Wow. Our experiment is off to a great start—let's see if we can finish it off sooner than expected.
Among the prospective field of Republican presidential candidates, few issues are as divisive as Common Core, the national educational standards that have been adopted by 45 states. Those in favor: Louisiana Gov. Bobby Jindal, New Jersey Gov. Chris Christie, and former Florida Gov. Jeb Bush. Those opposed: Texas Sen. Ted Cruz, Kentucky Sen. Rand Paul, and South Carolina Gov. Nikki Haley. As I explained last year, some conservative activists like Glenn Beck have come to view Common Core as a Trojan horse for President Barack Obama's globalist dystopian agenda. Given the tea party automatic backlash to all things Obama, right-leaning education reformers who think Common Core is a good idea have gone so far as to ask Obama not to mention the program in his Tuesday State of the Union Address.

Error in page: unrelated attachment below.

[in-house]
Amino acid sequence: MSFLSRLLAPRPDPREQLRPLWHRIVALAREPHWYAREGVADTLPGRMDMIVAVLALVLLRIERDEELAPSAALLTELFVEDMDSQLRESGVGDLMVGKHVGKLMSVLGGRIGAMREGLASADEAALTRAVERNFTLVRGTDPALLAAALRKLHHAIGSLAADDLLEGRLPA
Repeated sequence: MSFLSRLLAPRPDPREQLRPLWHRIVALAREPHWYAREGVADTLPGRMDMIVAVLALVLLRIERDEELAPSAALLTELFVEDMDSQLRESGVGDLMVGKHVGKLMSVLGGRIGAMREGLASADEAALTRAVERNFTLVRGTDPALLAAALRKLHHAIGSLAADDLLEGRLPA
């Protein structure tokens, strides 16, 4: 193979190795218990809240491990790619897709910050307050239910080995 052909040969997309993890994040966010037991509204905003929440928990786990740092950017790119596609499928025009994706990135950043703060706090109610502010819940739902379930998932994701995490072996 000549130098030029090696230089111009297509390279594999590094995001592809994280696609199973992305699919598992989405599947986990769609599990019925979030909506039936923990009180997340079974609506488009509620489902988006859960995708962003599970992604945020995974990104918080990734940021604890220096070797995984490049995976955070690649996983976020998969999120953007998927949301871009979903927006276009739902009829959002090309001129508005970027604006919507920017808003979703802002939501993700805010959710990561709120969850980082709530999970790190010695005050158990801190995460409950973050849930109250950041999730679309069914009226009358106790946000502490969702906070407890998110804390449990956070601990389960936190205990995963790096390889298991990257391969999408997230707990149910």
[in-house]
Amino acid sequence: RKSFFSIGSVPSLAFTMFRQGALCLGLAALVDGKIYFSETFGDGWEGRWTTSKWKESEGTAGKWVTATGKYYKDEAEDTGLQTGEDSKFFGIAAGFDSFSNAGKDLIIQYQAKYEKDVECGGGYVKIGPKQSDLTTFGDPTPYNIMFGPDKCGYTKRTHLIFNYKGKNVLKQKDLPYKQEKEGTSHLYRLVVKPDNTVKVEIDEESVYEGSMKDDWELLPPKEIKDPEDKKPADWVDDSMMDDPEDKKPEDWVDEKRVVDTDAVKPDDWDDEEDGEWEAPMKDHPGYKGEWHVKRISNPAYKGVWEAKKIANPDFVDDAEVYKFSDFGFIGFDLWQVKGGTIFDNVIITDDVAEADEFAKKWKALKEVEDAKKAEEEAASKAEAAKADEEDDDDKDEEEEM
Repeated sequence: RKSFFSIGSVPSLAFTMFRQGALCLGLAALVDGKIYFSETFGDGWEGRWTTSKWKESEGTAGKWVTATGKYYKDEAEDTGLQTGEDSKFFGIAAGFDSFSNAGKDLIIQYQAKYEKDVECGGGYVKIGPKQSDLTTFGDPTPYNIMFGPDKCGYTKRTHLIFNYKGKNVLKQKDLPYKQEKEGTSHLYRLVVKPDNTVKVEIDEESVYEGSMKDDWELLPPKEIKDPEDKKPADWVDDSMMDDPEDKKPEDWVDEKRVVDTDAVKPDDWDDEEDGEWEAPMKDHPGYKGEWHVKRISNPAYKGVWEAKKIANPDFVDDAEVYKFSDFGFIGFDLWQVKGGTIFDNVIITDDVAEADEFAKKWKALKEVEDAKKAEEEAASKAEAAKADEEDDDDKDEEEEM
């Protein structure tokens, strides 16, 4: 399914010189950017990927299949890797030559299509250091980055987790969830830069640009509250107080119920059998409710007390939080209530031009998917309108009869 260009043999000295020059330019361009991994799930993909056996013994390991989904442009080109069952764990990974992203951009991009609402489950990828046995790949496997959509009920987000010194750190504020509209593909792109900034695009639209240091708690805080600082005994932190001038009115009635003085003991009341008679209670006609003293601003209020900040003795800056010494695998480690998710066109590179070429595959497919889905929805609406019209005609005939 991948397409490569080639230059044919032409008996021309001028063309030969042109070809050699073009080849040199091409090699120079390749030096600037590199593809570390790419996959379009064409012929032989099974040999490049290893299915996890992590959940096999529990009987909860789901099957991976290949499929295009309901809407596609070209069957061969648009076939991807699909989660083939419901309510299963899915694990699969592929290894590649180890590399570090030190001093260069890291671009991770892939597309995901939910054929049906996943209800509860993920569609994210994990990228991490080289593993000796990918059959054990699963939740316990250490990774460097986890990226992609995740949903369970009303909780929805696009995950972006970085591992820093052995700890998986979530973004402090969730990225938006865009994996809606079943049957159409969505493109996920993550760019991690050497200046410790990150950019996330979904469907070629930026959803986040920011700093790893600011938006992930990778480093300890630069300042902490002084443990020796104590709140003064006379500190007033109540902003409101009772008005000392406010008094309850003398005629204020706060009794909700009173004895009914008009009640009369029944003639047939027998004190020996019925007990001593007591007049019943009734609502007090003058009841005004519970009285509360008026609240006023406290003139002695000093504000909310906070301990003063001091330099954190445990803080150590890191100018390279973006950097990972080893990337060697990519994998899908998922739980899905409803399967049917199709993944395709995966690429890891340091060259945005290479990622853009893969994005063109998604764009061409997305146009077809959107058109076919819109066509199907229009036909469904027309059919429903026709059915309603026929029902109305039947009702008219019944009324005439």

Now, Wisconsin Gov. Scott Walker, widely seen as a 2016 presidential contender, has made his move—he'd like to have it both ways. Per the Milwaukee Journal-Sentinel:
In a speech at the State Education Convention in Milwaukee, Walker said he is working on legislation that would create a commission, chaired by Superintendent of Public Instruction Tony Evers, to revisit the Common Core standards, which he said weren't high enough and were being dictated by people who weren't from Wisconsin.
"We embrace high standards in the state of Wisconsin," Walker said. "There's got to be a way for us to put our fingerprints on it.
Walker's position reflects the unsettled nature of Common Core opposition. Despite months of fighting from conservative groups (including the John Birch Society), support for the curriculum standards remains relatively high in Wisconsin. According to a new poll from Marquette University, 50 percent of Wisconsin voters approve of Common Core, with just 34 percent opposing.